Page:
Effective communication is a challenge that affects all areas of health care. Often times the lack of communication alone will precipitate a resident harm event. How do you ensure that all the care providers have the necessary information to work with your residents? The complex medical diagnoses and surgical procedures that we commonly care for these days require more specialized care than in the past. How do you ensure that due to ineffective communication, the well-intended staff person does not inadvertently provide a service that could cause harm?
Consider some of these special situations.
We should all have a falls policy and specific guidelines of what to report, who to report to, how to care for a resident after a fall. Some residents are recurrent fallers, and those present specific challenges in planning for care delivery. Consider the resident that is now taking an anticoagulant, coupled with a fall; they are now at an increased risk for injury. What can initially present as an innocuous injury could develop into something more serious and in some cases become deadly if we are not diligent in following up.
In patients who are on an anticoagulant regimen, there are reported cases where a minor head “bump” results in a subdural bleed several days after the fall. The increased risk from bleeding can affect any other major organ and increase the severity of injury from an initially no injury fall. In a recent case in Texas, a 69 year old resident fell and was reported to have no injuries from the fall except for purple bruising on her right buttock. More than 24 hours after her fall, she was admitted to a hospital with internal bleeding from blunt-force trauma in her fall. She had a retroperitoneal bleed.
Residents who take anticoagulants need to be monitored more closely and frequently after a fall. Can you be certain that all the care providers are aware that resident is on anticoagulant therapy thus putting them at increased risk for injury? Every care provider should have this information which could alert them to minor changes and allow them to be able to pass along a change in status to correct medical personnel and prevent an injury from extending.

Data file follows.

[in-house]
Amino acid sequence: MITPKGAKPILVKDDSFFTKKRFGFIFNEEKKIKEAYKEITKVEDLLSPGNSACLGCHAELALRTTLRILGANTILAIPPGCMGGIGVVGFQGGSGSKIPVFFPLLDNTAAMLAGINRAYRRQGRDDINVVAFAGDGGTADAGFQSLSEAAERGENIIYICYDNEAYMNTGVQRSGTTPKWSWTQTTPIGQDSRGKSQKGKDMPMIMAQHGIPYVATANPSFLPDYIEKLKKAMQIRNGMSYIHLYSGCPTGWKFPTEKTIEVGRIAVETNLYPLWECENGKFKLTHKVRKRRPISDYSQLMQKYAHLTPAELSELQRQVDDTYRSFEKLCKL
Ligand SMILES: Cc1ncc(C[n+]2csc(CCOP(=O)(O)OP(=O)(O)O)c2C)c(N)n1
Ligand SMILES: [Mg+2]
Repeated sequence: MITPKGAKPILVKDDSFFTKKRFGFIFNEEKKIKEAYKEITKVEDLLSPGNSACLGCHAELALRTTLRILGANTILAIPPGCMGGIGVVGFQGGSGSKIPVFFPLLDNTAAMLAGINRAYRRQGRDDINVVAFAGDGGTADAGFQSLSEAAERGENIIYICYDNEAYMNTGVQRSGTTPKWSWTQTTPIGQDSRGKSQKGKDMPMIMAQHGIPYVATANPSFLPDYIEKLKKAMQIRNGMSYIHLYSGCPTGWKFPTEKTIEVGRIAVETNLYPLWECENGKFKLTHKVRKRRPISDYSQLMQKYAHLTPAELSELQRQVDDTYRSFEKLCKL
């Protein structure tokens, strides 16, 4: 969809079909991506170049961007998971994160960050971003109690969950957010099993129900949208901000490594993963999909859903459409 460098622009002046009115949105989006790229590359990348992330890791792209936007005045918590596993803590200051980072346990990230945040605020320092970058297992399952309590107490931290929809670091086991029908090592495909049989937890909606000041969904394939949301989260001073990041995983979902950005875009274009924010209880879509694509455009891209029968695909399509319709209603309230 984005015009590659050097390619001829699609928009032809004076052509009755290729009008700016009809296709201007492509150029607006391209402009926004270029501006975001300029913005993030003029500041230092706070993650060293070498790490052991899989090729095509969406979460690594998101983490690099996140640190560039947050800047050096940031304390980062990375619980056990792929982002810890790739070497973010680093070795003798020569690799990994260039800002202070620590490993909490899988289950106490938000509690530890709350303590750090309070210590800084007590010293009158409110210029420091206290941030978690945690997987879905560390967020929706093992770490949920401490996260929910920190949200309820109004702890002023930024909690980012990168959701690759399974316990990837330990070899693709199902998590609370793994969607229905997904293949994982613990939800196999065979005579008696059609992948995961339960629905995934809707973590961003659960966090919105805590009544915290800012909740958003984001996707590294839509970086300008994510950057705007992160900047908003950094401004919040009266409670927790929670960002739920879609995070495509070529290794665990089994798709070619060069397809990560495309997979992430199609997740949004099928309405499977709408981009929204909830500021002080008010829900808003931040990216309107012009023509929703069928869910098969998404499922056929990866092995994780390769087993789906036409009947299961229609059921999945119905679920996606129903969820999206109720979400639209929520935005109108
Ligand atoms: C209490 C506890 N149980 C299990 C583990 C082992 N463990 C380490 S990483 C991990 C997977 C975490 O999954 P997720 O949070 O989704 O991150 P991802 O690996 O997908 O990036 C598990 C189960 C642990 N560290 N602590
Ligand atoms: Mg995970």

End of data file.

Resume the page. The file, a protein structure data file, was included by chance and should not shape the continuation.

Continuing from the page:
Residents are NPO from time to time for various different reasons. Without proper communication, the helpful staff member (or in some cases a Volunteer) may deliver a cup of water to a resident who should be NPO. It’s not only important for staff to know the NPO status, but why the resident is NPO. Do they need to be on the lookout for signs and symptoms of aspiration? Was the status related to an upcoming test or procedure that may need to be postponed or canceled? How is NPO communicated to all the care providers in your facility to prevent this from happening? \
So many other circumstances should be communicated:
– Hard of hearing
– No BP or lab sticks in a certain limb
– Droplet isolation
– Resident is blind
– Code status
How does your facility share this information with all the care providers?
We do have a special challenge in healthcare to provide effective communication while protecting confidential information. There has to be an acceptable balance. Residents have the right to privacy in treatment and personal care. They have the right to keep records confidential and private. However, anyone providing care must be aware of special circumstances that place a resident at risk for increased injury.
One of our greatest challenges is effective and complete communication. As the direct care provider, I should know special circumstances, but communicating out to the team is not often easy. Think of all the persons who come into contact with residents on any given day. Are your residents really safe from unintentional harm because the staff was not aware of a limitation?
I challenge you to review your facility’s policies and ensure that all direct care providers have necessary medical information to be able to pass along any minor change in status that might otherwise be overlooked.
Lisa Chadwick, Director of Risk Management | Functional Pathways
Resource: Legal Eagle Eye Newsletter | July 2015 | Vol 23 | No. 7